- Microsoft Graph: A single (PowerShell) API for Microsoft’s cloud services - Tue, Aug 23 2022
- Exchange impersonation: Grant permissions to service accounts - Mon, Aug 8 2022
- Send Microsoft Teams meeting invitations in multiple languages - Thu, Jul 21 2022
For historical reasons, each product (Exchange, OneDrive, SharePoint, etc.) had its own API, which will continue to coexist with Graph for the foreseeable future. However, some new services, such as the Update for Business Deployment Service, can only be addressed via Graph from the start.
Consolidation of APIs ^
A consistent interface makes it easier for developers to keep track of the extensive API and its various cmdlets. This also applies to the results of queries, for example, on users or groups where the respective APIs deliver different results. This inconsistency stems from the fact that these properties have been stored differently depending on the product.
An urgent topic is the deactivation of basic authentication on October 1, 2022, in Microsoft 365, which will affect several Exchange protocols, as well as the backup or archiving of Teams messages and chats, among other things. Instead, Microsoft recommends using Graph in scripts.
Graph Explorer ^
MS Graph does not have an admin portal like Exchange Online or Teams, since it is primarily addressed programmatically. However, it can still be accessed on the web at http://graph.microsoft.com.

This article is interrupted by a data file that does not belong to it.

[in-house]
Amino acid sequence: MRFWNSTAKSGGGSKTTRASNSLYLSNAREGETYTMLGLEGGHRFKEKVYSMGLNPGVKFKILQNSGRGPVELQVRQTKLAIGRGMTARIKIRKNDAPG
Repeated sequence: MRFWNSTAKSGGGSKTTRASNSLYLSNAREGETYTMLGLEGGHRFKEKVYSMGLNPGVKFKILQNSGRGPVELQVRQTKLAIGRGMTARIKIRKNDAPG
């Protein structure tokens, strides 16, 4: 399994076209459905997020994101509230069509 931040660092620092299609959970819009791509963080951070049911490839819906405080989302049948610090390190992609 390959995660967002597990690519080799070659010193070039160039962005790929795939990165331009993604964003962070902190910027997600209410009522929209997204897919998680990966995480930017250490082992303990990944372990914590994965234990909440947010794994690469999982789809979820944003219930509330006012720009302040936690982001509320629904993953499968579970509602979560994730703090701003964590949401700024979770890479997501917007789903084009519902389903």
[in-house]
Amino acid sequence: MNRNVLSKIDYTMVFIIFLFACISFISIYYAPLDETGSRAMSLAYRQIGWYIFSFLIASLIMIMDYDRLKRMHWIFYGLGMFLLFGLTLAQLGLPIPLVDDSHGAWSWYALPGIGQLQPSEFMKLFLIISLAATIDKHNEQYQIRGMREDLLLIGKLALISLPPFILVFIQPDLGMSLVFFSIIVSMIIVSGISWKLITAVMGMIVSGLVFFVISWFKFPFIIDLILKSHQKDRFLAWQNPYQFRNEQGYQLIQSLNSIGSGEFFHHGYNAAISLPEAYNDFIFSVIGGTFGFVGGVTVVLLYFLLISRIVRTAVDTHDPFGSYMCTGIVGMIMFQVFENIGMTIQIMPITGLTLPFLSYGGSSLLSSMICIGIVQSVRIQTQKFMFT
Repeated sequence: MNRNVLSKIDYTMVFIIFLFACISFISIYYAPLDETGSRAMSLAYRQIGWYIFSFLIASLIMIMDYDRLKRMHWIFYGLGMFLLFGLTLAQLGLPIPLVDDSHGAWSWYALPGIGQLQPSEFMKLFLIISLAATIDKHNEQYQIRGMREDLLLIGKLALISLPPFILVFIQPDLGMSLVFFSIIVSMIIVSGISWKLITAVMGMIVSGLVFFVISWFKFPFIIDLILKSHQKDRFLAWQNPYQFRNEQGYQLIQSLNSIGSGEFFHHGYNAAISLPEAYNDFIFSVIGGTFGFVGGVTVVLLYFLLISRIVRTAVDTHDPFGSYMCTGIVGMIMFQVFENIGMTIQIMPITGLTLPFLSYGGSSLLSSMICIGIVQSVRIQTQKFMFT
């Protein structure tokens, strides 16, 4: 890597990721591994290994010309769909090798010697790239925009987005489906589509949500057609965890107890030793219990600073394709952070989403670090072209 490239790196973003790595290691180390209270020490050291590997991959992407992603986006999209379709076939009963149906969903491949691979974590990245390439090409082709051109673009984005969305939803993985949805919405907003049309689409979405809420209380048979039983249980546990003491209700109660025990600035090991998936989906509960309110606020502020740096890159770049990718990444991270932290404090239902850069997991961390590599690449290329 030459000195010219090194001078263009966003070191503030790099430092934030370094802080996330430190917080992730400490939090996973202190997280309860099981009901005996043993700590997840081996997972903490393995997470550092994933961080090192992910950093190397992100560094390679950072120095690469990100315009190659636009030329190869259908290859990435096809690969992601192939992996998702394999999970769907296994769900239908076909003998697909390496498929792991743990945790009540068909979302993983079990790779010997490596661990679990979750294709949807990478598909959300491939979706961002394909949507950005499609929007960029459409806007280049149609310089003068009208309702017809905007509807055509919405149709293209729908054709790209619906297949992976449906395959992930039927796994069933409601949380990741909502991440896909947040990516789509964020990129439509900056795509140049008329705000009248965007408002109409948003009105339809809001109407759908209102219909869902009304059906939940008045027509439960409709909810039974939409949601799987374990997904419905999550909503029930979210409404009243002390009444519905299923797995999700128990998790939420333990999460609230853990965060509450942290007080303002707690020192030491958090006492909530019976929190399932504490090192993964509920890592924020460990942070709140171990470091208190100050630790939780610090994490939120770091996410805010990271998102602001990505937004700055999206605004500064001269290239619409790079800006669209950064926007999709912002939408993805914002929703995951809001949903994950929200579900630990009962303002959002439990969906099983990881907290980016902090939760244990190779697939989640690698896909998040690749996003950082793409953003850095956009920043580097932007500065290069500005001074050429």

Graph Explorer offers some help with Sample queries in the left menu.
There are currently two versions of endpoints that can be addressed: V1.0 and Beta.
Version 1.0 is intended for productive use. Microsoft releases new functions in beta, which should then appear in the next release.
Note that not all APIs are enabled by default. Microsoft reserves the right to unlock protected APIs only after approval of a request, and processing can take about two weeks.
Authentication of Microsoft Graph ^
Graph is authenticated using a security token (JSON Web Token). Since Graph Explorer is already an app, the administrator only has to log in there, and the security token will automatically be generated. However, in a PowerShell session, you first have to generate the token yourself and embed it in the script.
Access Graph using PowerShell ^
In addition to Graph Explorer, Microsoft Graph has its own module for PowerShell. This can be installed as follows:
Install-Module -Name Microsoft.Graph
Get-Command -Module Microsoft.Graph -CommandType Function
shows how powerful this API is, with 39 submodules and over 8000 functions.
To connect to the Graph API, it is not enough to simply call the respective connect cmdlet, as is the case with the other M365 or Azure modules. Rather, you must first declare a scope that defines the permissions for access.
$Scope=@('User.Read.All','User.ReadWrite.All') Connect-MgGraph -Scopes $Scope
Alternatively, you can access the REST API directly using Invoke-WebRequest or Invoke-RestMethod.
With Graph, Microsoft is developing a comprehensive interface for its online services. It is more consistent than the historically grown APIs of the various products and services. It also supports modern forms of authentication.
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The interface can be accessed via various programming languages, and a module with numerous functions and cmdlets exists for PowerShell.